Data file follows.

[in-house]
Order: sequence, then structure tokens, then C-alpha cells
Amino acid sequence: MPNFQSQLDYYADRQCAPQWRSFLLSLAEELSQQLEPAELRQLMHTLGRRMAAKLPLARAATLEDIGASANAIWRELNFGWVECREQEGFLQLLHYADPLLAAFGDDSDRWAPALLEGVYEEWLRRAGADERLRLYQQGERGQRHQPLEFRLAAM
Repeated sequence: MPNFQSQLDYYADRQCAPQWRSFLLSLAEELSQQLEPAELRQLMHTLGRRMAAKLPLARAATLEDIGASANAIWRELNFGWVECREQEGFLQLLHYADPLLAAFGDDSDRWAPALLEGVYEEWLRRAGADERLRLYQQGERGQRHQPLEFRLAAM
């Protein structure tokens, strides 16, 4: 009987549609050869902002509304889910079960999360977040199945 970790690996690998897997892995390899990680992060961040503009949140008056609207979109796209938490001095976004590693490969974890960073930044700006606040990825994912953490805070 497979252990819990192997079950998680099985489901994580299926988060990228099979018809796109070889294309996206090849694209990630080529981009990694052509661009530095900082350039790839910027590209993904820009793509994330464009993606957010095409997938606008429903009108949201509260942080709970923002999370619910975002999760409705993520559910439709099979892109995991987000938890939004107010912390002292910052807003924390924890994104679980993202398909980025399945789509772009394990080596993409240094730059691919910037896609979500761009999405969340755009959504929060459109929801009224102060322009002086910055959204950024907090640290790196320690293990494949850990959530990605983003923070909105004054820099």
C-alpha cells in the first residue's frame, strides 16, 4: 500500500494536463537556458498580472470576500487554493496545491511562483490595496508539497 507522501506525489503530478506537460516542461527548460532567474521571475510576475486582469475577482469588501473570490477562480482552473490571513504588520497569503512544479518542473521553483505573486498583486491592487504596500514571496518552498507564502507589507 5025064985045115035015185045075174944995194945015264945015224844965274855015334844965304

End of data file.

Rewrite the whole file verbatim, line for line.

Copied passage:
[in-house]
Order: sequence, then structure tokens, then C-alpha cells
Amino acid sequence: MPNFQSQLDYYADRQCAPQWRSFLLSLAEELSQQLEPAELRQLMHTLGRRMAAKLPLARAATLEDIGASANAIWRELNFGWVECREQEGFLQLLHYADPLLAAFGDDSDRWAPALLEGVYEEWLRRAGADERLRLYQQGERGQRHQPLEFRLAAM
Repeated sequence: MPNFQSQLDYYADRQCAPQWRSFLLSLAEELSQQLEPAELRQLMHTLGRRMAAKLPLARAATLEDIGASANAIWRELNFGWVECREQEGFLQLLHYADPLLAAFGDDSDRWAPALLEGVYEEWLRRAGADERLRLYQQGERGQRHQPLEFRLAAM
């Protein structure tokens, strides 16, 4: 009987549609050869902002509304889910079960999360977040199945 970790690996690998897997892995390899990680992060961040503009949140008056609207979109796209938490001095976004590693490969974890960073930044700006606040990825994912953490805070 497979252990819990192997079950998680099985489901994580299926988060990228099979018809796109070889294309996206090849694209990630080529981009990694052509661009530095900082350039790839910027590209993904820009793509994330464009993606957010095409997938606008429903009108949201509260942080709970923002999370619910975002999760409705993520559910439709099979892109995991987000938890939004107010912390002292910052807003924390924890994104679980993202398909980025399945789509772009394990080596993409240094730059691919910037896609979500761009999405969340755009959504929060459109929801009224102060322009002086910055959204950024907090640290790196320690293990494949850990959530990605983003923070909105004054820099």
C-alpha cells in the first residue's frame, strides 16, 4: 500500500494536463537556458498580472470576500487554493496545491511562483490595496508539497 507522501506525489503530478506537460516542461527548460532567474521571475510576475486582469475577482469588501473570490477562480482552473490571513504588520497569503512544479518542473521553483505573486498583486491592487504596500514571496518552498507564502507589507 5025064985045115035015185045075174944995194945015264945015224844965274855015334844965304